DSM-IV

Research Criteria

A. Criteria are met for a Major Depressive Episode. Note: The Major Depressive Episode must include Criterion A1: depressed mood. Do not include symptoms that are better accounted for as medication side effects or negative symptoms of Schizophrenia.

B. The Major Depressive Episode is superimposed on and occurs only during the residual phase of Schizophrenia.

C. The Major Depressive Episode is not due to the direct physiological effects of a substance or a general medical condition.

Differential Diagnosis

In DSM-IV, individuals whose presentation meets these research criteria would be diagnosed as having Depressive Disorder Not Otherwise Specified

Mood Disorder Due to a General Medical Condition and Substance-Induced Mood Disorder

Mood Disorder Due to a General Medical Condition is distinguished from this disturbance by the fact that the depressive symptoms are due to the direct physiological effects of a general medical condition (e.g., hypothyroidism). Substance-Induced Mood Disorder is distinguished from the disturbance by the fact that the depressive symptoms are due to the direct physiological effects of a drug of abuse (e.g., alcohol, cocaine) or the side effects of a medication.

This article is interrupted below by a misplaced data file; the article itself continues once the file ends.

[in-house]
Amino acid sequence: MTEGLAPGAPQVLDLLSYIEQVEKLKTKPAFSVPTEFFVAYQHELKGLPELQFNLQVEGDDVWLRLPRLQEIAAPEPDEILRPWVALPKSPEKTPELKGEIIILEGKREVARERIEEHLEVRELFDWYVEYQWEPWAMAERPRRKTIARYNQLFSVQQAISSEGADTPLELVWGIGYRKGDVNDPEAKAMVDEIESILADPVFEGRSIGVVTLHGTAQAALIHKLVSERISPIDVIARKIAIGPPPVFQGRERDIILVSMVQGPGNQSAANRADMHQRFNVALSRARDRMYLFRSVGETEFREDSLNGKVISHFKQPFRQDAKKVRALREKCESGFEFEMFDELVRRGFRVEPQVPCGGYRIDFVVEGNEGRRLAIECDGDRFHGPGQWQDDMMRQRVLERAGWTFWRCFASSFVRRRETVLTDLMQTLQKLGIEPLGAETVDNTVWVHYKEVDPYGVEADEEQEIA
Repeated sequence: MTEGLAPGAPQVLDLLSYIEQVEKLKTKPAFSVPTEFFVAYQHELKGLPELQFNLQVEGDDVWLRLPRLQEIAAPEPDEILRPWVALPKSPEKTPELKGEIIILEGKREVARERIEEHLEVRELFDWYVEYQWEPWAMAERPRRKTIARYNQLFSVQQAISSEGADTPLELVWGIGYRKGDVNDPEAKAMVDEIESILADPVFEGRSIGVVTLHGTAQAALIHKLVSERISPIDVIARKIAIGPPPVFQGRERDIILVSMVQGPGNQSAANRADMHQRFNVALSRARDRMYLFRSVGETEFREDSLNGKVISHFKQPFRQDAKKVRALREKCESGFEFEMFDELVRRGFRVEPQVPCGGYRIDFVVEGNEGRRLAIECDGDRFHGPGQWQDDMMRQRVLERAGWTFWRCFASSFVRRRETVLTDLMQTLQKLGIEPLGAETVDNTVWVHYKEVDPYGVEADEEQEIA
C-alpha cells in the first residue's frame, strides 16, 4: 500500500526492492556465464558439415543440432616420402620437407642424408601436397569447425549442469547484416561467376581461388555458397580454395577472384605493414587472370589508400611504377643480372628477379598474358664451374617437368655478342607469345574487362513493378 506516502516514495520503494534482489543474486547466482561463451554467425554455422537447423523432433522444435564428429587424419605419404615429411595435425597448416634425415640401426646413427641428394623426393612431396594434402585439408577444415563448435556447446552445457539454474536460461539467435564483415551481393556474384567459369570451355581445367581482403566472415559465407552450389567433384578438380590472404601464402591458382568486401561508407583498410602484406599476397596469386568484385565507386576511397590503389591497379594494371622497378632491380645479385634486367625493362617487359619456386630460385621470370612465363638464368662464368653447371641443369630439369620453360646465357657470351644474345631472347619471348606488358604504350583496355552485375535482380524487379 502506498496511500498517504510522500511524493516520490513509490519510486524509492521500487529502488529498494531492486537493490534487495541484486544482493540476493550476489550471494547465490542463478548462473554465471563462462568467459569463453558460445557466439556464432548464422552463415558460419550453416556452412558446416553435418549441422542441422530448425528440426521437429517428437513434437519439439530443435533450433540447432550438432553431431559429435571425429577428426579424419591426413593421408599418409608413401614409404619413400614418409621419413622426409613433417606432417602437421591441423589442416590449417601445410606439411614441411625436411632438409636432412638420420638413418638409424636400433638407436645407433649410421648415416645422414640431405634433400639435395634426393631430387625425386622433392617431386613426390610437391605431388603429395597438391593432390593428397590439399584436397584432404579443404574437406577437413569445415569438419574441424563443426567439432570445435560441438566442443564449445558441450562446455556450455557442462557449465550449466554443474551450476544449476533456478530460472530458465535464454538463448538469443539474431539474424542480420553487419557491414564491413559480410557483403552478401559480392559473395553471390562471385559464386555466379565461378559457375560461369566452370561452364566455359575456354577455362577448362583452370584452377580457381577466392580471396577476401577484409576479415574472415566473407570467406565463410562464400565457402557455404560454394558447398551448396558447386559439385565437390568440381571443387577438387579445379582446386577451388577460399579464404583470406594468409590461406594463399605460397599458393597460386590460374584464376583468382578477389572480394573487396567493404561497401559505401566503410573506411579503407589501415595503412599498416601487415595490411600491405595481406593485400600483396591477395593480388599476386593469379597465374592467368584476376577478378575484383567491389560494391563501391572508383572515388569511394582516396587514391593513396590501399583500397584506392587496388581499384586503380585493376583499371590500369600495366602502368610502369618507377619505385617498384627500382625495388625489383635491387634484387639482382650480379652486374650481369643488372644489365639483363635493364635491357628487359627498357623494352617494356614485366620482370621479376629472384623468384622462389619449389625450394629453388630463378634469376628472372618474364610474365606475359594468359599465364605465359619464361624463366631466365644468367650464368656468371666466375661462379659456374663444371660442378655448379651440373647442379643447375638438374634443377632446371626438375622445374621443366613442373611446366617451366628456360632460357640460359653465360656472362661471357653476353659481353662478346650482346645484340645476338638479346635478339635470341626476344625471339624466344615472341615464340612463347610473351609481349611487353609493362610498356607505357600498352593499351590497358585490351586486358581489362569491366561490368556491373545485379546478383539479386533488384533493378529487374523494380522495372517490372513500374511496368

Medication-Induced Movement Disorders

Individuals with Schizophrenia are often on maintenance neuroleptic medications, which can cause dysphoria or Medication-Induced Movement Disorders as side effects. These side effects can be confused with depressive symptoms. Neuroleptic-Induced Parkinsonism with akinesia is characterized by a reduced ability to initiate or sustain behaviors, which can lead to a lack of spontaneity or anhedonia. Neuroleptic-Induced Akathisia may be mistaken for anxiety or agitation, and depressed mood or suicidal ideation may be associated. Adjusting the medication type or dose may assist in reducing these side effects and clarifying the cause of such symptoms.

Psychotic Disorders

The differential diagnosis between postpsychotic depressive symptoms and the negative symptoms of Schizophrenia (i.e., avolition, alogia, affective flattening) may be particularly difficult. Negative symptoms must be distinguished from the other symptoms of depression (e.g., sadness, guilt, shame, hopelessness, helplessness, and low self-esteem). In Schizoaffective Disorder and Mood Disorder With Psychotic Features, there must be a period of overlap between the full psychotic episode and the mood episode. In contrast this proposed disorder requires that the symptoms of a Major Depressive Episode occur only during the residual phase of Schizophrenia.

Demoralization

Demoralization may occur during the course of Schizophrenia but should not be considered postpsychotic depression unless the full criteria for a Major Depressive Episode are met.

Adjustment Disorder

Adjustment Disorder With Depressed Mood is distinguished from postpsychotic depressive symptoms in Schizophrenia because the depressive symptoms in Adjustment Disorder do not meet the criteria for a Major Depressive Episode.

DSM-5

See Other Specified Depressive Disorder

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